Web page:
It’s Tuesday, June 22nd - and NBC 6 has the top stories for the day.
No. 1 - Police have identified the victims of the deadly crash of the Wilton Manors Pride parade as the driver behind the wheel apologized for what officials called a tragic accident over the weekend.
What was supposed to be a celebration of life in this tight-knit South Florida gay community quickly turned into terror Saturday night, as gleeful cheers were drowned by the sounds of sirens and crying children.The 77-year-old driver of the pickup, Fred Johnson Jr., a member of the Fort Lauderdale Gay Men’s Chorus, suddenly accelerated forward as the parade was about to begin, killing a fellow chorister and injuring another in what the chorus director, city officials and Wilton Manors police said was a tragic accident.
No. 2 - Like so many who suddenly found themselves unemployed, Gary Panuska said his grandson decided to start a new business after losing his job during the pandemic.
In January, Gary said his grandson filled out a form and mailed a check to register his online business with the state. But months later, Gary said they were still waiting for the paperwork to go through. “We tried contacting everybody and we couldn’t get any kind of response on email or returned phone calls,” he said. “It was just really frustrating … he wanted to get this thing off the ground.” In April, Gary contacted NBC 6 Responds and sent the paperwork he had to one of our consumer investigative producers.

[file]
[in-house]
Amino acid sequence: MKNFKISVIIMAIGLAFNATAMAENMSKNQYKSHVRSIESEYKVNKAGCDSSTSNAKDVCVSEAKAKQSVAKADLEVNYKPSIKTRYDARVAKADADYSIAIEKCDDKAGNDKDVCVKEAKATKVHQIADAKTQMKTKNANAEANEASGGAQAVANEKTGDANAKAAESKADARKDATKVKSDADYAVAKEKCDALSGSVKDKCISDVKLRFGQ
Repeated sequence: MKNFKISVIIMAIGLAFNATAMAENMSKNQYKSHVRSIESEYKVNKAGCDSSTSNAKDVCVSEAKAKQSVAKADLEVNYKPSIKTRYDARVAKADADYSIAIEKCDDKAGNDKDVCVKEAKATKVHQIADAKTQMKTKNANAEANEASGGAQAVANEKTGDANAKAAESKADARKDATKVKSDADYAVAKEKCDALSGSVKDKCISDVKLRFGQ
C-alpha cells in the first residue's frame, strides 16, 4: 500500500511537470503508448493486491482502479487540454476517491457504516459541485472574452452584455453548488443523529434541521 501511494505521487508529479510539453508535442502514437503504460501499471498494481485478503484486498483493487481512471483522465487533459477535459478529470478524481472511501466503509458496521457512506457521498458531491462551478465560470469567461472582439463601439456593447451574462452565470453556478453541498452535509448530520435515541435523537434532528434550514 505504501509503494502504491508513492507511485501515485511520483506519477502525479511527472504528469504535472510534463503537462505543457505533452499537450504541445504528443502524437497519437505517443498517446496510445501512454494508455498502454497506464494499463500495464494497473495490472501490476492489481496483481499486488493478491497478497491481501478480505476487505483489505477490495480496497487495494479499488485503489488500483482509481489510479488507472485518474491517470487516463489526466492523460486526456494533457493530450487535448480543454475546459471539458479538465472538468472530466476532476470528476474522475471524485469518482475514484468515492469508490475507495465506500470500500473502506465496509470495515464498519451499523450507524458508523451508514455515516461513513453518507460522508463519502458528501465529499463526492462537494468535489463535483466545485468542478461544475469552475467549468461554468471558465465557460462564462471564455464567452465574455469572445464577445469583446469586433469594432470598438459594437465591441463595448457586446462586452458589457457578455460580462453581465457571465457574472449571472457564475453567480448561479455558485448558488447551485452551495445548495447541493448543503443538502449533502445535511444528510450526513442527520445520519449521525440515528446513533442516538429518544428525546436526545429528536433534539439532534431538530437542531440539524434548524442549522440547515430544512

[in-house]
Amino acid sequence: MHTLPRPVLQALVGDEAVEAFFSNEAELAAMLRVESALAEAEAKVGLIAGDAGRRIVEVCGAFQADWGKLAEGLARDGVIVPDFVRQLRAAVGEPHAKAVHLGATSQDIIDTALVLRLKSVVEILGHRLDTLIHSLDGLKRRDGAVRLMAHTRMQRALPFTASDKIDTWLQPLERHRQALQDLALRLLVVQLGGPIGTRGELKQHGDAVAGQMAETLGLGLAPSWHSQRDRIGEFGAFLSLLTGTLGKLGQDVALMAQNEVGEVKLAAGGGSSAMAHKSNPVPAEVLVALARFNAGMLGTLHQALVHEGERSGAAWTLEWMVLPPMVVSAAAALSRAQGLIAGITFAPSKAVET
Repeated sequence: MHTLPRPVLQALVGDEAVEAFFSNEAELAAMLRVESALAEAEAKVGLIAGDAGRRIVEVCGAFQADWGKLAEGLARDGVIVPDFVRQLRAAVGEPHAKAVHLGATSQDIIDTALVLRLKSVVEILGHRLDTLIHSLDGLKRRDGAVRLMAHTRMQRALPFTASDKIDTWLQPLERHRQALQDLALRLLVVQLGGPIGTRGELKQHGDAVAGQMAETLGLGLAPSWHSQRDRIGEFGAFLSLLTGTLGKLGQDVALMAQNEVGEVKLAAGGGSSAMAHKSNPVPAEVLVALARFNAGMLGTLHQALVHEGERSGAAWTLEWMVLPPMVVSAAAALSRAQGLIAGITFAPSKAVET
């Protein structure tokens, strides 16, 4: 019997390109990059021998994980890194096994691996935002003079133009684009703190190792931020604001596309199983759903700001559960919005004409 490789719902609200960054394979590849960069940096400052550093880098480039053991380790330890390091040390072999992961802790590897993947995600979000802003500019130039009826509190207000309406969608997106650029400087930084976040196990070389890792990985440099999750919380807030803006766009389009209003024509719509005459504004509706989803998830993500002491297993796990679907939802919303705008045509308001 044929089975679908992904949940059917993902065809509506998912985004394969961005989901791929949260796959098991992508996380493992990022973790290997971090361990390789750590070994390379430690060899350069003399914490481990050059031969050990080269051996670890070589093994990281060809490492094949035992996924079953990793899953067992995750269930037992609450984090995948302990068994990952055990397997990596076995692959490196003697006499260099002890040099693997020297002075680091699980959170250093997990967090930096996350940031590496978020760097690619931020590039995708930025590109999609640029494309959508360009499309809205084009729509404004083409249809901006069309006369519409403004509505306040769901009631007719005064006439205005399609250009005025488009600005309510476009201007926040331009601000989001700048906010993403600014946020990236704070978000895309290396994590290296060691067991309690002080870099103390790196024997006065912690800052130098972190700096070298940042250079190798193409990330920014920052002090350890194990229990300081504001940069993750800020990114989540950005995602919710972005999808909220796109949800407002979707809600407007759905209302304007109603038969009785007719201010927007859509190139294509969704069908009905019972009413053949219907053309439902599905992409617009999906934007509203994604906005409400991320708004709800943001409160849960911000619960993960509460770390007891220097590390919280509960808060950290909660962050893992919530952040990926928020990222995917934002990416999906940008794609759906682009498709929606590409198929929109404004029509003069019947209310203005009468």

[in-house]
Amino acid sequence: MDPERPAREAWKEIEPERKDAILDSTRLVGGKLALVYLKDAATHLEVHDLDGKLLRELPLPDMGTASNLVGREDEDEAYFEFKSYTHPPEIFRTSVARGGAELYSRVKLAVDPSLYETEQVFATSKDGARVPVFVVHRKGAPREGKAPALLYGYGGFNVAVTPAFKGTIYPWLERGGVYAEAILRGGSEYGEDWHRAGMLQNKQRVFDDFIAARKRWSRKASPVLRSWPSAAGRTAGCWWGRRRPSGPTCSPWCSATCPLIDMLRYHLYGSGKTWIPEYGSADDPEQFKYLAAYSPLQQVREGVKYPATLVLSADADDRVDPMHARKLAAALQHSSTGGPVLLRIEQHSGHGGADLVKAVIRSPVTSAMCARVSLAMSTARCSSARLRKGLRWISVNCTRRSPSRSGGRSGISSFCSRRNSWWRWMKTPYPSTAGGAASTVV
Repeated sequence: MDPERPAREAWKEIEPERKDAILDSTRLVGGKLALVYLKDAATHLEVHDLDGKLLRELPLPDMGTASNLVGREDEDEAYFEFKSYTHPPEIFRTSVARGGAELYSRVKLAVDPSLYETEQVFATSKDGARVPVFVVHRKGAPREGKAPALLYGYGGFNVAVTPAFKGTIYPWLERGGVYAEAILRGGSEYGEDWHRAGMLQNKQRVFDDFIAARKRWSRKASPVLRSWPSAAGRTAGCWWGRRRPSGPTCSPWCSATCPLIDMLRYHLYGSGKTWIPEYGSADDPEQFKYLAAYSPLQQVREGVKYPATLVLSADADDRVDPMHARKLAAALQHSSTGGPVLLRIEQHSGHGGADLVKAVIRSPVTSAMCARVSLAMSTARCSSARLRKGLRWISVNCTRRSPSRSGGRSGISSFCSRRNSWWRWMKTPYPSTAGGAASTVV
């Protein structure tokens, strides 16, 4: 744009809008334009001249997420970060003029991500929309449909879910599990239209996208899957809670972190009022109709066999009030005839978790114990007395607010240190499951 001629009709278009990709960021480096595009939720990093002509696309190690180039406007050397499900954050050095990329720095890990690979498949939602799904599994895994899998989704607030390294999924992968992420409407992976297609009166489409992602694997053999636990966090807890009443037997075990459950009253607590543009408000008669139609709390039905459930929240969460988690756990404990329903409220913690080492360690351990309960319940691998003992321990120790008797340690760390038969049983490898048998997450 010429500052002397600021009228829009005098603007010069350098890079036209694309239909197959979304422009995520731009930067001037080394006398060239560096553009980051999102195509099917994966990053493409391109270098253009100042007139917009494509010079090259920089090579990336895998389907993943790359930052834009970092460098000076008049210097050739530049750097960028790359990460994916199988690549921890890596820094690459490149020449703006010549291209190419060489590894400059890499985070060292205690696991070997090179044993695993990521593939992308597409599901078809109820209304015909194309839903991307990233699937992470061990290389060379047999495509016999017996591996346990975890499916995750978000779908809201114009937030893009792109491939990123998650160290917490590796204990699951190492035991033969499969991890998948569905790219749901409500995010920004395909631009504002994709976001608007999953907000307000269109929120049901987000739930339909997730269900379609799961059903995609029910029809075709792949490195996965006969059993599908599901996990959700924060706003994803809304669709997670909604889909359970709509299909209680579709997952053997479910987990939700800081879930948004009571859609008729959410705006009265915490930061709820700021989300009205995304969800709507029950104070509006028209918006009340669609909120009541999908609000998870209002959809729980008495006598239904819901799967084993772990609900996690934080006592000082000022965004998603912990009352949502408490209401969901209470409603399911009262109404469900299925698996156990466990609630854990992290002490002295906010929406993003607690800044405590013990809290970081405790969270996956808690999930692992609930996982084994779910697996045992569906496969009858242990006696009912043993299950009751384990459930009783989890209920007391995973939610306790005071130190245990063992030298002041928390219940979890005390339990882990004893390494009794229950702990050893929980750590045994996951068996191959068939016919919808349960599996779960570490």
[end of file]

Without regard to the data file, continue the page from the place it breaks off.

No. 3 - It was a special delivery at Miami International Airport, but it didn't arrive by plane.
A woman gave birth to a baby girl at the airport Sunday with the help of Miami-Dade Fire Rescue and Miami-Dade Police officers, officials said. The airport released a photo of the mother and child with the crew that helped with the delivery of the girl, Mia.
No. 4 - Crime was down overall in Florida during 2020, but violent crime rose, according to statistics released by the state on Monday.
There were 1,285 murders in Florida last year, an increase of 260, or 14.7% from 2019. Of those, 1,025 were committed with a gun, up 20.2% from the year before. Murders committed with a gun made up nearly 80% of the state's total, according to the Florida Department of Law Enforcement's annual crime report. In a year when many people worked at home or stayed home more often during the coronavirus pandemic, burglaries, robberies and larcenies dropped significantly. There were 13,439 robberies, a drop of 17% from 2019; 51,928 burglaries, down 17.8%; and 291,923 larcenies, down 18.5%.
No. 5 - Jobseekers in South Florida will be able to explore more than 4,500 career opportunities at a job fair this Thursday in Sunrise.
Positions in Miami-Dade, Broward and Palm Beach counties will be available, and some employers will be hiring on the spot, according to a news release. The job fair will be held at the BB&T Center located at One Panther Parkway in Sunrise from 10 a.m. to 2 p.m. Interested participants can pre-register here. More than 75 companies, including the Seminole Hard Rock Hotel & Casino, American Express, City Furniture, VERIZON, BrightStar Credit Union, Jiffy Lube, and Xtreme Action Park will be hiring for a variety of positions.
No. 6 - There were two firsts Monday: the first day of summer school for Broward County Public Schools, and the first time superintendent Robert Runcie made a public appearance and took questions from reporters since he was indicted for allegedly lying to a grand jury.
Runcie toured Hollywood Hills High School, Bair Middle School, and Wilton Manors Elementary School, joined by School Board members Debbi Hixon, Donna Korn, Sarah Leonardi, and Dr. Rosalind Osgood. Hixon and Leonardi have been openly antagonistic to Runcie during School Board meetings, but there was little, if any, awkwardness as everyone seemed to concentrate on the importance of promoting summer school. In a normal summer, between 8,000 to 10,000 students enroll in summer session. This year, more than 45,000 already have enrolled, and it’s all about the so-called Covid Slide. During the school year, the district identified more than 50,000 kids who weren’t making the grade.